Law | National

BIA looked for hemp while Menominee Nation chair was at NCAI

Menominee Nation Chairman Gary Besaw, center, in Wisconsin earlier this year. Photo from Bob Hague / Wisconsin Radio Network / Twitter

A search warrant and affidavit offer new details about the federal government's raid of the industrial hemp operation on the Menominee Nation of Wisconsin.

The Bureau of Indian Affairs and the Drug Enforcement Agency went to the reservation on October 19 and asked for Chairman Gary Besaw. But he was in San Diego, California, for the National Congress of American Indians annual convention so they met with Vice Chair Ruth Waupoose, who granted them permission to search the operation.

Documents filed in federal court describe a barn and an open field with more than 15,000 plants. But the DEA agent who signed the affidavit did not offer conclusive proof that the tribe was growing marijuana, instead of hemp.

The two plants are related but only marijuana registers high levels of tetrahydrocannabinol. Yet the BIA agent who ran random tests on the Menominee samples on October 21 said they came back "negative," according to the DEA.

Test for hashish and hash oil came back "negative," according to the affidavit. A second batch of tests on October 22, however, came back "positive."

There is no explanation for the difference even though the tests were run on the same samples.

The agents from the DEA and the BIA were able to search the barn and open field without hindrance from the tribe, according to the documents. They also freely talked to someone working there who has experience in growing hemp and marijuana.

But because that person, who is identified as Brian Goldstein of 3C Comprehensive Cannabis Consulting, is non-Indian and from another state, the DEA agent cast aspersions on his presence on the reservation. The affidavit claims he would not fall under tribal jurisdiction without explaining the tribe's laws governing employees or hemp production.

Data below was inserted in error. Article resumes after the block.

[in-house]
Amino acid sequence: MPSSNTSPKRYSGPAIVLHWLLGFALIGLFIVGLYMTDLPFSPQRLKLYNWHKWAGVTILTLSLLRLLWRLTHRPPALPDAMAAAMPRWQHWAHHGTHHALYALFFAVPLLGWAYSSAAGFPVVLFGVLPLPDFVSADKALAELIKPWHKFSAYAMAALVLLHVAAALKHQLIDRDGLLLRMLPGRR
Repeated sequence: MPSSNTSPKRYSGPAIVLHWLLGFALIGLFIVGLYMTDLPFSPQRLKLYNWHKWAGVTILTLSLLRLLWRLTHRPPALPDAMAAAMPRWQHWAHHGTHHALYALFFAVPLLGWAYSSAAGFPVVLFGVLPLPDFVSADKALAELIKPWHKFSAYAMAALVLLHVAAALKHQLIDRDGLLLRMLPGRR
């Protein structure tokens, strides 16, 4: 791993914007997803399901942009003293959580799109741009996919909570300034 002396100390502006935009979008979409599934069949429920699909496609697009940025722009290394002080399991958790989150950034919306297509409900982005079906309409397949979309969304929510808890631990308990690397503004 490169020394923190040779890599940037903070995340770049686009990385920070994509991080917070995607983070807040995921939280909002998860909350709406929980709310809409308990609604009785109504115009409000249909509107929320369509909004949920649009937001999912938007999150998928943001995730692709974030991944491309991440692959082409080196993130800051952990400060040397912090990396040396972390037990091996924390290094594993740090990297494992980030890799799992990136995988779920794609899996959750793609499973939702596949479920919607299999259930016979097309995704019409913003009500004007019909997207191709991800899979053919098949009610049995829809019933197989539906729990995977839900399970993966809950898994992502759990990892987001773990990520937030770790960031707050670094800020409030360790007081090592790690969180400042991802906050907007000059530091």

"Due to Brian Goldstein being from Colorado and not being Native American Indian, he was in clear violation of federal law and Wisconsin state law," the affidavit reads.

Federal agents went back to the reservation on Friday, October 23, and ended up destroying the tribe's crops. No one, though, has been charged with any crimes.

Get the Story:
DEA Raid on Tribe's Cannabis Crop Infuriates and Confuses Reformers (US News and World Report 10/26)

Relevant Documents:
Department of Justice Policy Statement Regarding Marijuana Issues in Indian Country (October 2014)

Related Stories:
Menominee Nation slams DEA raid of industrial hemp operation (10/26)
Menominee Nation supports marijuana in advisory referendum (08/21)
Menominee Nation prepares for referendum on legal marijuana (08/17)
Menominee Nation schedules referendum on legal marijuana (07/14)

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